Everthing started well enough. As we prepared for a reluctant getaway Padstow gently shook itself awake, a veritable army of cleaners neatly sweeping up the detritus of uncaring Bank Holiday revellers whilst occasional early strollers sauntered by and greeted each other in friendly but hushed tones
We had heard that the 20m training patrol ship HMS Dasher was setting sail at 0800 and fully anticipated being able to set our watch by the pledge. Sure enough, she could be seen nosing her grey snout out of the harbour right on schedule as we finished fuelling on the outside of the south quay. Clearing away, we followed the proudly fluttering White Ensign a respectful quarter-mile astern until clear of the Camel’s charmingly named Doom Bar. With clear water available, we then took a run down Dasher‘s starboard flank to shoot nothing more sinister at her than photographs before looping round for a fast 30-knot flypast, an exuberant au revoir from one Portsmouth vessel to another.
After that, there was nothing for it but to settle down for the long passage up the Bristol Channel via the wildlife sanctuary of Lundy. Not that boredom was allowed to set in for the sea conditions seemed to vary several times an hour. We had waves that resembled a wind over tide lop when all forces were in fact pulling in the same direction. There were calmer waters and long swells when we expected nastier bits. And perhaps most telling of all was encountering a F5 easterly for a bumpy spell when the forecast had originally promised a F3.
As a consequence our run along Lundy’s eastern flank, chosen for its exposure to the morning sun, was somewhat less pleasurable than it might otherwise have been. The view of this isolated green-topped isle rising sheer out of the ocean was not disappointing, but the way it kept rolling through more than a few degrees as we trolled along beam on to the sea was an annoyance.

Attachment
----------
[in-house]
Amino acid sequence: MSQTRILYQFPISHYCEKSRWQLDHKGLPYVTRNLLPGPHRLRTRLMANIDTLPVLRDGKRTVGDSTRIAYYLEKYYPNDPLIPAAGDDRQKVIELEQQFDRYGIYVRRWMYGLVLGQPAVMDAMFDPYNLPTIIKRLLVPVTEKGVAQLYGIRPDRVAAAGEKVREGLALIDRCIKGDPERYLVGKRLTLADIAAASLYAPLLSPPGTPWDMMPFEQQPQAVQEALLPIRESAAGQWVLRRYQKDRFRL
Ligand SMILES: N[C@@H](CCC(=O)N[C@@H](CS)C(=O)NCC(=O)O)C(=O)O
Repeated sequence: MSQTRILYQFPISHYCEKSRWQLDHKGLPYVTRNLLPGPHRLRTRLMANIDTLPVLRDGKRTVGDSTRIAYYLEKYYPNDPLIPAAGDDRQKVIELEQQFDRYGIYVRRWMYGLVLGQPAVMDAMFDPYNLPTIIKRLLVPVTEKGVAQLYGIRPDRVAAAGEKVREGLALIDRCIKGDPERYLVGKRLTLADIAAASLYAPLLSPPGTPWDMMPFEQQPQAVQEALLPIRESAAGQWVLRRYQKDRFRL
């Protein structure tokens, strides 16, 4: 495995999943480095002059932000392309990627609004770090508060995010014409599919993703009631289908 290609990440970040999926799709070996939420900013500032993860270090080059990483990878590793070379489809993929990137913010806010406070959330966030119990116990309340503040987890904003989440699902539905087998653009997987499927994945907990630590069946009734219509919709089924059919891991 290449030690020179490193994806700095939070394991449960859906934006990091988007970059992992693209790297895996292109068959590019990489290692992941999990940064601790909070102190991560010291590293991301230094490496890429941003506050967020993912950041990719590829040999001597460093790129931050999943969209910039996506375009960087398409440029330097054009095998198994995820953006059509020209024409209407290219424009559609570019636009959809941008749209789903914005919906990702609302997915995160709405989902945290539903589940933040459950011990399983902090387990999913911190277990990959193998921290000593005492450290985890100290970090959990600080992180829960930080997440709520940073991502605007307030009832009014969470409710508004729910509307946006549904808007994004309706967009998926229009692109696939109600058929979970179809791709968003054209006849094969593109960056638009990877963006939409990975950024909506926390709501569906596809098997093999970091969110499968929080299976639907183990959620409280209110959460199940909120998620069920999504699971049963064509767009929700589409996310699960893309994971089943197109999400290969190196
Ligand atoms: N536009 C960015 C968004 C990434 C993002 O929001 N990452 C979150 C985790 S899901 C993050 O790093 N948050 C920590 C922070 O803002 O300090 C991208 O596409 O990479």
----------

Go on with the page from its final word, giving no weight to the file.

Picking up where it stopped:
Matters were not much improved as we turned Severn-wards to punch a big spring ebb and an increasingly sharp-tempered sea.
Eventually calmer conditions allowed us to stoke boilers and crack on through waters on a gradual turn of colour and texture from free-flowing deep Atlantic blue to bedtime milk chocolate drink. Only the sudden sighting of rafts of stark black driftwood and weed slowed our progress, the throttles being backed off to give a bit more time for frequent dodges in the final miles up to Cardiff.
Just as we hit our waypoint to turn past the South Cardiff cardinal, Ch16 woke up with the sound of Swansea Coastguard inviting us to stand-by on Ch67. Another confident voice then kindly questioning whether crew and ship were in good order, to which we were quickly able to respond in the affirmative, all the while trying to settle the autopilot on our next course change whilst dodging the bones of more driftwood. We were 75min overdue thanks to the weather and our crewman to be, Howard Jones, had started to worry about his South Coast friends.
Salt-caked and a little tired, we were more than ready to enjoy the sanctuary of Penarth Marina. But despite doing our homework with the Macmillan Almanac and the Admiralty chart we weren’t ready for what happened next.